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Re: [OM] Pick a Metro

Subject: Re: [OM] Pick a Metro
From: "Bill Pearce" <billcpearce@xxxxxxx>
Date: Fri, 19 May 2017 12:38:54 -0500
The big social events of the year (for me) are the Literacy Society’s book sale

The day is coming when that could never take place in America until our greatgrandchildren start a Literacy Society

-----Original Message----- From: Jan Steinman
Sent: Friday, May 19, 2017 12:02 PM
To: olympus@xxxxxxxxxxxxxxxxx
Subject: Re: [OM] Pick a Metro

From: Ken Norton <ken@xxxxxxxxxxx>

Subject: [OM] Pick a Metro

Oh, do I HAVE to?

Total freedom to live anywhere that has several requirements:

1. One Million population in area. (may be more or less depending on
other factors)

How close?

I like my populations like I like my skiing: close enough to visit, but I don’t have to deal with driving in snow every day. :-)

Portland, OR was good to me that way. I went to visit the snow some 70 days a year, but didn’t have to drive in it during the week.

Vancouver, BC is sorta like that, in terms of population. I can get there and back in a day, and still preserve the illusion that I live in the country. But I don’t find myself going there often at all, unless it involves a summons. :-)

Victoria is actually a fine place with about 200,000 that has most of the things I’d go to Vancouver for, including a couple nice camera stores, diverse ethnic restaurants, museums and a thriving waterfront scene. But the last ferry doesn’t let me do evening events there, unless I’m willing to couch-surf.

2. Good airport connectivity

YYJ (Victoria BC) is just a 35 minute ferry and 10 minute taxi away. It only adds about $40 to any flight, for the 14-minute “puddle jump” to YVR (Vancouver BC). It would cost five times that much for ferry and parking to drive to YVR, and a bit more than that to endure three hours of public transport on foot.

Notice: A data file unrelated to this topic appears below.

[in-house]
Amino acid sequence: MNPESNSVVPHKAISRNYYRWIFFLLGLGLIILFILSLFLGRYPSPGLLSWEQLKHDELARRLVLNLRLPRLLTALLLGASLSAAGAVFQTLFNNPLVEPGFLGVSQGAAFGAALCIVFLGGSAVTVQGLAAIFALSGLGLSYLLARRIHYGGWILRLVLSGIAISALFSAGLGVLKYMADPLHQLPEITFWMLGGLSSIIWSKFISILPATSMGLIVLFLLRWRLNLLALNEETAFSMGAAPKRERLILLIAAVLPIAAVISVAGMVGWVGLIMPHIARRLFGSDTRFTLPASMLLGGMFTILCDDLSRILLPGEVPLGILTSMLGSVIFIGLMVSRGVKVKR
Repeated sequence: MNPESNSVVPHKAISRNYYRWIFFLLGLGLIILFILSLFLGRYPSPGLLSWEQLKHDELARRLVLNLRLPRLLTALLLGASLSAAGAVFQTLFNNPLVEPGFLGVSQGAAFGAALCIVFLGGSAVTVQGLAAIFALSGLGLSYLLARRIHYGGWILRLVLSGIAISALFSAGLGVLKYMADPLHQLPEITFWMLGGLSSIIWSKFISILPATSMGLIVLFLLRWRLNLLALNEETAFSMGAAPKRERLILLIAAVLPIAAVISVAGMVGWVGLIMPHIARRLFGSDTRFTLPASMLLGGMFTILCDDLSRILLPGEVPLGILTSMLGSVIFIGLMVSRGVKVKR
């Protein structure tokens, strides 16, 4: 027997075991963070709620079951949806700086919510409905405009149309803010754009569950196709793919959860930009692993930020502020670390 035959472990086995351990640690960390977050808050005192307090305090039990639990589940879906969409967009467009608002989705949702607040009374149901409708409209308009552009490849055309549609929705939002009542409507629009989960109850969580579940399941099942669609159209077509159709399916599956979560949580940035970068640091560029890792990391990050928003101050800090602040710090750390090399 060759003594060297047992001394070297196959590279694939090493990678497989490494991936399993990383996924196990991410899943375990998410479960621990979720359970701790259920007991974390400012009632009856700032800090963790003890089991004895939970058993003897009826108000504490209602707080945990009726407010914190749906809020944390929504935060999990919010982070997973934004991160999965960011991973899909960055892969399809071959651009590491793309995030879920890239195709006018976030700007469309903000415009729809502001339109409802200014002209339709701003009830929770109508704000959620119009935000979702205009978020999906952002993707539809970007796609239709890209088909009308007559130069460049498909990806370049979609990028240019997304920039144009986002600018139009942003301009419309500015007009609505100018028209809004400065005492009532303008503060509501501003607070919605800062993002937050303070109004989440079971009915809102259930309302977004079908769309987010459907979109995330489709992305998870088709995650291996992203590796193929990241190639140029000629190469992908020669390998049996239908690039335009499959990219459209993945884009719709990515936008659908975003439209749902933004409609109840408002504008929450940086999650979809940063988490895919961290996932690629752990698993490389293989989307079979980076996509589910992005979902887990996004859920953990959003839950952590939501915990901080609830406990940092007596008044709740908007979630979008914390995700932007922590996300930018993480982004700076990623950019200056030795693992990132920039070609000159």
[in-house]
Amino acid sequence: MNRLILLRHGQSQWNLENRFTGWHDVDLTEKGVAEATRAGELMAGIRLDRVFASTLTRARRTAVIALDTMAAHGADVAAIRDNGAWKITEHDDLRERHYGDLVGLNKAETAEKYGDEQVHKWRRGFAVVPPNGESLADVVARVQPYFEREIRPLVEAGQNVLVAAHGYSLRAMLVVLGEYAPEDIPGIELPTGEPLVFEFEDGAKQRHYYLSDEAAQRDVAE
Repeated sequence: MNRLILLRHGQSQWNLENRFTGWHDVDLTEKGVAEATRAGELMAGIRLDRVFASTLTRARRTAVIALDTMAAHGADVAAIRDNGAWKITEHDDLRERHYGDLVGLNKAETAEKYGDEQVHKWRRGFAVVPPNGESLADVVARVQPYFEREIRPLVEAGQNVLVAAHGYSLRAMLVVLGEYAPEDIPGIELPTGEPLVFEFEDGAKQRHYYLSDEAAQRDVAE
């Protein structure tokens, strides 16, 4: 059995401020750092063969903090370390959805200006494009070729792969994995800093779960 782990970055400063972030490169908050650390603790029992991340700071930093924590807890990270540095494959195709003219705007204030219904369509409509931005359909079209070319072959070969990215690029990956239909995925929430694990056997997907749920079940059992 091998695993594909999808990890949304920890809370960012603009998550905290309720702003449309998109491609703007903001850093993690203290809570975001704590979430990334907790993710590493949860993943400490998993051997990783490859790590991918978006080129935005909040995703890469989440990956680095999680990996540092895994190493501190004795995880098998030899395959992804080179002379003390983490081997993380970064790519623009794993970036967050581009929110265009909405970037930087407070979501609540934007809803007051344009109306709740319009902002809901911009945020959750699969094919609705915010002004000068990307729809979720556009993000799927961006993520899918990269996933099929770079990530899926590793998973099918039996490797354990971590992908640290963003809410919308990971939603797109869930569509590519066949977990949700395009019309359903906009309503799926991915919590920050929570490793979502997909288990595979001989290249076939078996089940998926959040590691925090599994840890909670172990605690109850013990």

3. Reasonable cost of living

Okay, you got me on that one. The Chinese and East Indians have invaded big-time. The average single-family home is over $1M within driving range of Vancouver. They recently slapped on a 15% foreign buyers tax, but that has only caused the speculators to buy in Victoria and even Nanaimo, driving up prices there.

Other than housing, things aren’t too bad. Mercans get “sticker shock” in the stores, until they realize they’re spending Arctic Pesos. Salaries are generally commensurately higher, and seasoned IT pros can expect six figures. A veteran teacher with a Masters can pull down $85k. On the other end, minimum wage is just $10.85, but most reasonable jobs will pay $20.

4. Not too weird (Austin weird is OK, Tulsa is not).

We are definitely “Austin Weird.” Or perhaps Austin aspires to “Southern Gulf Islands Weird.” I am one of only about 50,000 people in the western hemisphere who has a Green Party representative at BOTH the Federal and Provincial level. There are thirteen choirs on this island of 10,000 people. The big social events of the year (for me) are the Literacy Society’s book sale (12,000 sqft of used books!) and the Film Festival, which features enviro-social indie films — it pulls people from as far as Vancouver. The vibrant Saturday Market pulls people from as far as Alberta, and is a “gotta go” for out-of-town visitors. (And a big source of our income.)

The comparative would be Denver.

Meh. We have air you can breathe. And the ocean. And it’s green here most of the year, rather than brown.

Jan

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